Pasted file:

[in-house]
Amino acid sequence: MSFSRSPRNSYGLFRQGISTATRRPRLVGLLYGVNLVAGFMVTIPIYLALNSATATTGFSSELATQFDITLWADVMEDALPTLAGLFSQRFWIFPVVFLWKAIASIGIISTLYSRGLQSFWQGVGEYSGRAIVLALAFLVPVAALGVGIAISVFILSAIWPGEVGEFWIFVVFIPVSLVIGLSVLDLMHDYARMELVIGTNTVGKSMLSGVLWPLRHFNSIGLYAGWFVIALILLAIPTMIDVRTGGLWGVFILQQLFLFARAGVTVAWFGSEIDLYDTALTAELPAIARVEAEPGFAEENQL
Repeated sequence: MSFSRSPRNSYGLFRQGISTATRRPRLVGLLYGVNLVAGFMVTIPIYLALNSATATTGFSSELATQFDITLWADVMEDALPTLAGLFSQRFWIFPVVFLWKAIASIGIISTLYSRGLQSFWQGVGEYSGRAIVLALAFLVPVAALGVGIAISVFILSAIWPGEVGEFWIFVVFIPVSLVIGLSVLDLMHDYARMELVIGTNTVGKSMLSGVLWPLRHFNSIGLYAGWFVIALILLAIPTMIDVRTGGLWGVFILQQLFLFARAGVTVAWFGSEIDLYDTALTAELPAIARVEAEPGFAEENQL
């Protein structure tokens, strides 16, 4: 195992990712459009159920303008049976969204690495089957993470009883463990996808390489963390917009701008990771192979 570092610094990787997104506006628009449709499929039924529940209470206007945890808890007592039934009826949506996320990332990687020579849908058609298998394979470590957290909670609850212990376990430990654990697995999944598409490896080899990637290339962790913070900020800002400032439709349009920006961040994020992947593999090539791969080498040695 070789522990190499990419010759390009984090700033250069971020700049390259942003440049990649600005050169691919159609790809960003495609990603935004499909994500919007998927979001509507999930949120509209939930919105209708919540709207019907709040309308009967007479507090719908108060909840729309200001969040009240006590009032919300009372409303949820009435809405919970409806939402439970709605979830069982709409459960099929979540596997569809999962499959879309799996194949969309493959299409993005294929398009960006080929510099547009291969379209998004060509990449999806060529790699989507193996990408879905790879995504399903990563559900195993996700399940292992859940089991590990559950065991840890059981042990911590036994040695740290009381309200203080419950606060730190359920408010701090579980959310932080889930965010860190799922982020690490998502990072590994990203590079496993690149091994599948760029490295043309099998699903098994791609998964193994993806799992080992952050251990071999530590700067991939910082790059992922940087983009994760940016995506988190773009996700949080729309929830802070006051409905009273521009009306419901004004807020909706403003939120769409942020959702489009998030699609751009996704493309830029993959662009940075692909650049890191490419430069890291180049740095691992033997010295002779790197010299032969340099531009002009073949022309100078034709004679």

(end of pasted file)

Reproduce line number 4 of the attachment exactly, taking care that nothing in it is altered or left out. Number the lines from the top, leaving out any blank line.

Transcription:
């Protein structure tokens, strides 16, 4: 195992990712459009159920303008049976969204690495089957993470009883463990996808390489963390917009701008990771192979 570092610094990787997104506006628009449709499929039924529940209470206007945890808890007592039934009826949506996320990332990687020579849908058609298998394979470590957290909670609850212990376990430990654990697995999944598409490896080899990637290339962790913070900020800002400032439709349009920006961040994020992947593999090539791969080498040695 070789522990190499990419010759390009984090700033250069971020700049390259942003440049990649600005050169691919159609790809960003495609990603935004499909994500919007998927979001509507999930949120509209939930919105209708919540709207019907709040309308009967007479507090719908108060909840729309200001969040009240006590009032919300009372409303949820009435809405919970409806939402439970709605979830069982709409459960099929979540596997569809999962499959879309799996194949969309493959299409993005294929398009960006080929510099547009291969379209998004060509990449999806060529790699989507193996990408879905790879995504399903990563559900195993996700399940292992859940089991590990559950065991840890059981042990911590036994040695740290009381309200203080419950606060730190359920408010701090579980959310932080889930965010860190799922982020690490998502990072590994990203590079496993690149091994599948760029490295043309099998699903098994791609998964193994993806799992080992952050251990071999530590700067991939910082790059992922940087983009994760940016995506988190773009996700949080729309929830802070006051409905009273521009009306419901004004807020909706403003939120769409942020959702489009998030699609751009996704493309830029993959662009940075692909650049890191490419430069890291180049740095691992033997010295002779790197010299032969340099531009002009073949022309100078034709004679």